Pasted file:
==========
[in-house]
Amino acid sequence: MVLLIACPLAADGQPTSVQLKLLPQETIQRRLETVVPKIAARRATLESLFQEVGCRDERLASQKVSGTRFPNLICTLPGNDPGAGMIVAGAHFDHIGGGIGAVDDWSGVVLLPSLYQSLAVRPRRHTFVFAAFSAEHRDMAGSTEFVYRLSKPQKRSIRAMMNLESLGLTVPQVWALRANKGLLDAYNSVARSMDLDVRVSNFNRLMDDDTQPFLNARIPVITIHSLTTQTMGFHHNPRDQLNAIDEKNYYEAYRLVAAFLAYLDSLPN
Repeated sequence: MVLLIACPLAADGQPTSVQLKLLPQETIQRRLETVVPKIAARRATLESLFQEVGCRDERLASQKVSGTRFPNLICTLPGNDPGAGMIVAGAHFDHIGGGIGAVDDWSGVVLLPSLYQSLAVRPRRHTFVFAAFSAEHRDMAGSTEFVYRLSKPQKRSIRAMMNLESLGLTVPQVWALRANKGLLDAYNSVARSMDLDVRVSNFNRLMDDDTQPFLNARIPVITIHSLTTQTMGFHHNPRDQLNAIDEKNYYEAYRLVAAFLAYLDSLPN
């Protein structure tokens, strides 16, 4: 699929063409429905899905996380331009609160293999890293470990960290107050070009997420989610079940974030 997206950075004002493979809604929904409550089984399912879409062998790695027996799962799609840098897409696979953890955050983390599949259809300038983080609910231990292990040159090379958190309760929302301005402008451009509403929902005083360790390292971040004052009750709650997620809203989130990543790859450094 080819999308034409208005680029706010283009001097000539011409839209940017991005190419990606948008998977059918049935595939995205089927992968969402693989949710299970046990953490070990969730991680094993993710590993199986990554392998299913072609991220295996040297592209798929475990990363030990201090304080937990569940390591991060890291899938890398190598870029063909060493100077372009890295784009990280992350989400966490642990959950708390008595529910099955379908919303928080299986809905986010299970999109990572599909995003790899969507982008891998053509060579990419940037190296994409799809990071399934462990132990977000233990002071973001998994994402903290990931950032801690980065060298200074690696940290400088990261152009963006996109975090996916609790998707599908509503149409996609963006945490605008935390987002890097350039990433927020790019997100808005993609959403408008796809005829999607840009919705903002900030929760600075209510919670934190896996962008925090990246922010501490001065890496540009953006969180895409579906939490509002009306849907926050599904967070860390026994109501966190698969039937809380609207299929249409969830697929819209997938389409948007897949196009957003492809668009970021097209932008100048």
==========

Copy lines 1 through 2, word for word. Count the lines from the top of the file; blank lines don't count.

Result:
[in-house]
Amino acid sequence: MVLLIACPLAADGQPTSVQLKLLPQETIQRRLETVVPKIAARRATLESLFQEVGCRDERLASQKVSGTRFPNLICTLPGNDPGAGMIVAGAHFDHIGGGIGAVDDWSGVVLLPSLYQSLAVRPRRHTFVFAAFSAEHRDMAGSTEFVYRLSKPQKRSIRAMMNLESLGLTVPQVWALRANKGLLDAYNSVARSMDLDVRVSNFNRLMDDDTQPFLNARIPVITIHSLTTQTMGFHHNPRDQLNAIDEKNYYEAYRLVAAFLAYLDSLPN